Investors are therefore looking for smaller companies with more potential upside. Some of the smaller companies now in the spotlight are The Trade Desk, Roku, and The Rubicon Project. These companies provide software and platforms that allow companies to optimize the ROI of their ad spend.        

Portfolio positioning for the next decade

Trader Buy / Sell
Image Source: ImageFlow / Shutterstock.com

Over the course of the year, long term investors will also be positioning their portfolios for the next decade. Besides the investment themes already mentioned, there are several other new industries investors will be looking at. Some of these include renewable energy, cannabis and space exploration.

Beyond renewable energy, there will be companies fighting climate change in other ways. Possibly more important, will be avoiding the industries that will struggle if, or when, climate change legislation is intensified. In time, fossil fuel stocks may become a source of portfolio risk rather than returns.

The rise of populism and nationalism is beginning to lead to “reverse globalization”. Investors may see opportunities in companies that benefit from protectionism. The biggest winners are manufacturers that are protected by tariffs.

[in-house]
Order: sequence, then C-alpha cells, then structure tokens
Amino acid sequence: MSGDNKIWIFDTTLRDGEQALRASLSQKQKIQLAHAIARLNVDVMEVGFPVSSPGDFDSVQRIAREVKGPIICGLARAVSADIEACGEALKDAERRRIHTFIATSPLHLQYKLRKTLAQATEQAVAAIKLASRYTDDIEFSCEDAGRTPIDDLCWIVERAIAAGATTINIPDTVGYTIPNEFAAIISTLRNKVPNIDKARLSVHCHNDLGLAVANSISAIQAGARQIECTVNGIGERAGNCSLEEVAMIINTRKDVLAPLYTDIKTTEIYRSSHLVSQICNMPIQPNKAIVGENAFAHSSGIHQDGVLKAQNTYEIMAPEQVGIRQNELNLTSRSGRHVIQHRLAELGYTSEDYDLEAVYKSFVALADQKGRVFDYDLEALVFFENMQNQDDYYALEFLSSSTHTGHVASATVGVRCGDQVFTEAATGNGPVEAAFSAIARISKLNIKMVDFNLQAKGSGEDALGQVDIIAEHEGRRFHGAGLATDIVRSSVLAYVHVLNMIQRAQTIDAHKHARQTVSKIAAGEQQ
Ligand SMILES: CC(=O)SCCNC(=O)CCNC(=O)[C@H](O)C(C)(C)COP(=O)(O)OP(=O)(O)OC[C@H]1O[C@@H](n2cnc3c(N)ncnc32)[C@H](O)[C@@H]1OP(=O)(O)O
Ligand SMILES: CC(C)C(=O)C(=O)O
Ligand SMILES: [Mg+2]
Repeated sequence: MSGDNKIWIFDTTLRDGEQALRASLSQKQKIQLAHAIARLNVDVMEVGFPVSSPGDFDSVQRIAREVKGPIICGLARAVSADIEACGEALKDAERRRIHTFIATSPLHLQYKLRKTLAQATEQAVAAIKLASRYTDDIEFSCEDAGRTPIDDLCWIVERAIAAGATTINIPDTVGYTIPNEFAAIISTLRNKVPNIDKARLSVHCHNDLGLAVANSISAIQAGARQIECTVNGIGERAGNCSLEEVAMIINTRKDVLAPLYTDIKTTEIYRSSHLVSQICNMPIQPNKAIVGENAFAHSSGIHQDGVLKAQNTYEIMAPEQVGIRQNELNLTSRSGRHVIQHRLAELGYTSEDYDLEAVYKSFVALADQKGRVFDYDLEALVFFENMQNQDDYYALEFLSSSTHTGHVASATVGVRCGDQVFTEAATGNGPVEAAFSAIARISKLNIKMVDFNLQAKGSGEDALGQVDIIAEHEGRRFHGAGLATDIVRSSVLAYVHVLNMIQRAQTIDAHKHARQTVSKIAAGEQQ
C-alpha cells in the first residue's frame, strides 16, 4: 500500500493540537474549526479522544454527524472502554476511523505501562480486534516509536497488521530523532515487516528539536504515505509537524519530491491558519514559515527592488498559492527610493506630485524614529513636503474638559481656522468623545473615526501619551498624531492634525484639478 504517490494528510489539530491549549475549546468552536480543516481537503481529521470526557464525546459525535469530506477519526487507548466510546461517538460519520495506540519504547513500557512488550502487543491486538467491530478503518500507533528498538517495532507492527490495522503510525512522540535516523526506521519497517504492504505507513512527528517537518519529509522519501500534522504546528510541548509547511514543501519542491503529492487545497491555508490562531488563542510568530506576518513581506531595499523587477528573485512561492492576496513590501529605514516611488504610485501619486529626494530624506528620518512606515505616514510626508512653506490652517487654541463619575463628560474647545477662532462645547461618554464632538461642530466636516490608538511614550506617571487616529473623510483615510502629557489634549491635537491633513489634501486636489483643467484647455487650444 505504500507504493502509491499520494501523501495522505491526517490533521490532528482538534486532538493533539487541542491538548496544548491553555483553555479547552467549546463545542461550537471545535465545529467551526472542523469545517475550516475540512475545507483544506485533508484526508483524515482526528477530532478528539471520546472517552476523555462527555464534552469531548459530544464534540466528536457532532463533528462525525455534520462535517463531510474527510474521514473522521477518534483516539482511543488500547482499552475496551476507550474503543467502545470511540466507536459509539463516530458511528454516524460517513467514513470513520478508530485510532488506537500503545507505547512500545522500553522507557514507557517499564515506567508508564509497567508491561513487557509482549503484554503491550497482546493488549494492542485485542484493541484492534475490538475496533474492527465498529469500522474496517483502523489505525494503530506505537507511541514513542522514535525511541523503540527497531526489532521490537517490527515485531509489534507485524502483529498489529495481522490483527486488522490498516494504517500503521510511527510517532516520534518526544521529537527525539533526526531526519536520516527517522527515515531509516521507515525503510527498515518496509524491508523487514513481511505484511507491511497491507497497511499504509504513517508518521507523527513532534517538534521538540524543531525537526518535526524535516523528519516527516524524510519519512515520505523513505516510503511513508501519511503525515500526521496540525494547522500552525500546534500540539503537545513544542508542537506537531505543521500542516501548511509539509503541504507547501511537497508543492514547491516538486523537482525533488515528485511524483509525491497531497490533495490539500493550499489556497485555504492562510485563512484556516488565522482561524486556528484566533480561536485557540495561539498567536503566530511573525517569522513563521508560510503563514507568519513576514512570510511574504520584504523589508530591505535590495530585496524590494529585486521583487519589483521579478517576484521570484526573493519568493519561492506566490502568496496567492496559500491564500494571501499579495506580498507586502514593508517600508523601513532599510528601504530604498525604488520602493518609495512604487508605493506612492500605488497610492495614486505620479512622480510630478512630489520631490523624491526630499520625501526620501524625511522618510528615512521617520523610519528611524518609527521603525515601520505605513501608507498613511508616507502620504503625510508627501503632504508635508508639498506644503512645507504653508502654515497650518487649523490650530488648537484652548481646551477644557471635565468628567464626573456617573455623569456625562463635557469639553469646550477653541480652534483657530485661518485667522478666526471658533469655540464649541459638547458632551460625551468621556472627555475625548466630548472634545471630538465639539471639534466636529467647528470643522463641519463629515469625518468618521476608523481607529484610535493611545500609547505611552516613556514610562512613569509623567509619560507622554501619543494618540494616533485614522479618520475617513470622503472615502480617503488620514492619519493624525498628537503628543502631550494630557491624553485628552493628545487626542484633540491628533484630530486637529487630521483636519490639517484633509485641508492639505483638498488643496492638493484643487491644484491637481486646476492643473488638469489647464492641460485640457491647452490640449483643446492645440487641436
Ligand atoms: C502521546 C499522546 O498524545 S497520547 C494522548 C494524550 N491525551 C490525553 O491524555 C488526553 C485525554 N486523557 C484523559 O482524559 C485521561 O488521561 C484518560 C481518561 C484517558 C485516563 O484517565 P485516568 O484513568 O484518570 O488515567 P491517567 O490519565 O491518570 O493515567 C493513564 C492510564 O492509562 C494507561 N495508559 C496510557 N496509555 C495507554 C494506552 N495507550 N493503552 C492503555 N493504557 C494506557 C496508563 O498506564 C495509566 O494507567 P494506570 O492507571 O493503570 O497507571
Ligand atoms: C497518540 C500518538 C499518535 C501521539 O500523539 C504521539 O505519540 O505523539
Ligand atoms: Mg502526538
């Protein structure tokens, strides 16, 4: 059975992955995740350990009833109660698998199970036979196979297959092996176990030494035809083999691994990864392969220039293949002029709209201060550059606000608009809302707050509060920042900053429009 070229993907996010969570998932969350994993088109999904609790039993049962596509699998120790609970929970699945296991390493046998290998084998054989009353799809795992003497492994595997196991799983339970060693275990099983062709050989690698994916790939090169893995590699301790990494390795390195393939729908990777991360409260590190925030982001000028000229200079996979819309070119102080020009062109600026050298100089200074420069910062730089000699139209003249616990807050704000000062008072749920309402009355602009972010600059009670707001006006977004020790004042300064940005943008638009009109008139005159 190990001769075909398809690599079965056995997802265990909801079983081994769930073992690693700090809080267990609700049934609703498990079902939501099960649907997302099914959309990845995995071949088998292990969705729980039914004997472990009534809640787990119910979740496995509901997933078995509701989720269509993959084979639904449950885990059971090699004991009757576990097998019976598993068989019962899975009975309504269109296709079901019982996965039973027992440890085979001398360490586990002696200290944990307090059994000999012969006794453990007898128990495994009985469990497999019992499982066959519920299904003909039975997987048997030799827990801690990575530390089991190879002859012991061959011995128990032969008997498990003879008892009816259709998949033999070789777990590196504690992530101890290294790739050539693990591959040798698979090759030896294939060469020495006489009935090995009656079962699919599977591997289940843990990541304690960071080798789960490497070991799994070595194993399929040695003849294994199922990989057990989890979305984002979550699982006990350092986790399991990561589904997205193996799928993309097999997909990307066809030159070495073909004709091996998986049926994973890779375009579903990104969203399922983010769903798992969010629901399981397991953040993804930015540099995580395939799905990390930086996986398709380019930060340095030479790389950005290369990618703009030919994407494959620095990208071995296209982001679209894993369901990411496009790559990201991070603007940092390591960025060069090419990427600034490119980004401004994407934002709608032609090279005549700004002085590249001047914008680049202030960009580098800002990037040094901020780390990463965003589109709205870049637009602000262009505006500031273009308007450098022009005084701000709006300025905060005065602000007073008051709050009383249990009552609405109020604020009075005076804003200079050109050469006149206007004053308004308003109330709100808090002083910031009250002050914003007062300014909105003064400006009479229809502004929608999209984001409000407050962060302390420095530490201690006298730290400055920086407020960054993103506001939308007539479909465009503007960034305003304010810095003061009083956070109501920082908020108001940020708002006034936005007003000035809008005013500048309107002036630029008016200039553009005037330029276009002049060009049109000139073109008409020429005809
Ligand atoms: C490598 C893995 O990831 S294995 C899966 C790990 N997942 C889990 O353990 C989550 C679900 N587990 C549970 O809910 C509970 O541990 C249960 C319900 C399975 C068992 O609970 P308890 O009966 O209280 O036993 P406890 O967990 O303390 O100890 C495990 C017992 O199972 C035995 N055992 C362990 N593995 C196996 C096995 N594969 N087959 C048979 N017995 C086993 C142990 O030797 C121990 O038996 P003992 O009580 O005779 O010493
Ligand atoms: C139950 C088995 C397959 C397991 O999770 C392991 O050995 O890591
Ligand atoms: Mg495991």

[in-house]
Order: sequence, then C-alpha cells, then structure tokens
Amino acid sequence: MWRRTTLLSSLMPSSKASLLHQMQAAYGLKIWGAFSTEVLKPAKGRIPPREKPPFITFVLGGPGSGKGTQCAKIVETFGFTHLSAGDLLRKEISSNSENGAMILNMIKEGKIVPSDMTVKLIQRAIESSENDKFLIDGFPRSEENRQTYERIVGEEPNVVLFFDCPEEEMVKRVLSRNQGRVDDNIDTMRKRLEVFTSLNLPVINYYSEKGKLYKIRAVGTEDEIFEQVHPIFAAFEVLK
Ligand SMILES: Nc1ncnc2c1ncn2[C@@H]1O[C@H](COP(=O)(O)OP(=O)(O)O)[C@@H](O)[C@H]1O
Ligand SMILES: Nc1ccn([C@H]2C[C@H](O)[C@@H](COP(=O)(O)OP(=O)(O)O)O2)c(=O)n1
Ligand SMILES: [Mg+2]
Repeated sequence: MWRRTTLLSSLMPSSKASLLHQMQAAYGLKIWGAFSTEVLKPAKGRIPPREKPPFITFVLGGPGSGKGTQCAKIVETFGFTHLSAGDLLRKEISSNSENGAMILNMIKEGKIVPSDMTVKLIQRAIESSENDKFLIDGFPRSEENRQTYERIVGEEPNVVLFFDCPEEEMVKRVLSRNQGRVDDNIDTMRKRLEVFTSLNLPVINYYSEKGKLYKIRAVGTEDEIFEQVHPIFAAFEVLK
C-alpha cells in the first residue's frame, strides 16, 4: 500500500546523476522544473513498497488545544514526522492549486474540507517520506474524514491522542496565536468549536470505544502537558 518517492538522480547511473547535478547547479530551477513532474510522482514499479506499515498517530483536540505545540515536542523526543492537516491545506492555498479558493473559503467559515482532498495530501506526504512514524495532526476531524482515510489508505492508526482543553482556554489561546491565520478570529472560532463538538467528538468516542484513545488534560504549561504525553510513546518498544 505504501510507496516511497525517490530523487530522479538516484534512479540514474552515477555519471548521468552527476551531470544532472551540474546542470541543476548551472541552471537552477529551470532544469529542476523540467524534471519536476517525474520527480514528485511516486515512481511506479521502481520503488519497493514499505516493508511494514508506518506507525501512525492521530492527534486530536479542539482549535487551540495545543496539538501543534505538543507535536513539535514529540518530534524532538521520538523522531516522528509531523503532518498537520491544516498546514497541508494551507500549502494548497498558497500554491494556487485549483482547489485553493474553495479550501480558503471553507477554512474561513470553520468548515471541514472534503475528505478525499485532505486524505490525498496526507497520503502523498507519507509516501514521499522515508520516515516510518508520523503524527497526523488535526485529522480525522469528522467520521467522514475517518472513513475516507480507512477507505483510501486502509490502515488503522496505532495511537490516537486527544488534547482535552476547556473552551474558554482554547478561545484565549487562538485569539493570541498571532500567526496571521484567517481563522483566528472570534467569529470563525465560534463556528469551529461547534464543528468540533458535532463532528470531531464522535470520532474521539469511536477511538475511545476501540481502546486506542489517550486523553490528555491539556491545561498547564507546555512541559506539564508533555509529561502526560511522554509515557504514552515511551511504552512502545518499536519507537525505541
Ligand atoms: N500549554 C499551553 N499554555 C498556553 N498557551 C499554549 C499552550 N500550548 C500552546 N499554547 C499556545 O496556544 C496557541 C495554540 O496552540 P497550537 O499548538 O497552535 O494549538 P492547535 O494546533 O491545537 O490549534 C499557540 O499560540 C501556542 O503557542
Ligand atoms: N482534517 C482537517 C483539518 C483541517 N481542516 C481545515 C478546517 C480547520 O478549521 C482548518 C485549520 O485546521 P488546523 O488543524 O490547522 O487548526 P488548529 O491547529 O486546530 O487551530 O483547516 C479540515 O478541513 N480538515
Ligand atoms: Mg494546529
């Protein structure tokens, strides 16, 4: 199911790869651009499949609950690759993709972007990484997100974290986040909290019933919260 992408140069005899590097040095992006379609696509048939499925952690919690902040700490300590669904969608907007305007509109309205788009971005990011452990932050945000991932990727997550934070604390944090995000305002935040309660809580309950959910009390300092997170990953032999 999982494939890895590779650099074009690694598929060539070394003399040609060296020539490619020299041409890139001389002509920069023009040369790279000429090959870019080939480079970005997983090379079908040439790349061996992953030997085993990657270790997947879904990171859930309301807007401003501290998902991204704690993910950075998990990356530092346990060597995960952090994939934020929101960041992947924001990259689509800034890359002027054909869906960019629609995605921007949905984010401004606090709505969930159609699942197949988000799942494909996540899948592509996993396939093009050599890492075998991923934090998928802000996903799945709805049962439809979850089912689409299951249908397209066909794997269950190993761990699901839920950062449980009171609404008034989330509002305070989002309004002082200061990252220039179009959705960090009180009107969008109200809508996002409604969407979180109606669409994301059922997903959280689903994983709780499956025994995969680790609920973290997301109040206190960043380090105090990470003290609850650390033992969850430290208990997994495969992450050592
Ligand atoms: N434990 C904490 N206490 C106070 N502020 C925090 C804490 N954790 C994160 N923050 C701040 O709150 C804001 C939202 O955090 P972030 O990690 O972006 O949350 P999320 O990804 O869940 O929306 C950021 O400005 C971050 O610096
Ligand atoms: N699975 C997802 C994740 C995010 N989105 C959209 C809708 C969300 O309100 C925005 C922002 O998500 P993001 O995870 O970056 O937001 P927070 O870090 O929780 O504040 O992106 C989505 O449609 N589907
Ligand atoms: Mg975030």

Economic Downturn
Image Source: rzoze19 / Shutterstock.com

The reaction against globalization is unlikely to affect technology companies, so that sector should be treated differently. Some analysts believe that certain Chinese technology companies may begin to overtake US tech companies like Alphabet too. If this theme gathers momentum, the implications are vast. The US tech giants dominate the S&P500 index, so any rotation out of these counters will weigh on the entire market.

Finally, the effects of automation on jobs and unemployment will be of growing concern to markets. If the transition happens too quickly, consumer spending will be under pressure. It may also lead to rising political instability.

Conclusion: Investment themes for 2020

This list of investment themes is not exhaustive, and other themes are likely to emerge in the coming months. The overriding theme is likely to be that of uncertainty – which will apply to everything else. In fact, investors will probably be adopting a wait and see approach. This may extend the life of these narratives well into the next decade.

About Richard Bowman
Richard Bowman is a writer at Catana Capital, analyst and investor based in Cape Town, South Africa. He has over 18 years’ experience in asset management, stockbroking, financial media and systematic trading. Richard combines fundamental, quantitative and technical analysis with a dash of common sense.

Be the first to comment

Leave a Reply

Your email address will not be published.


*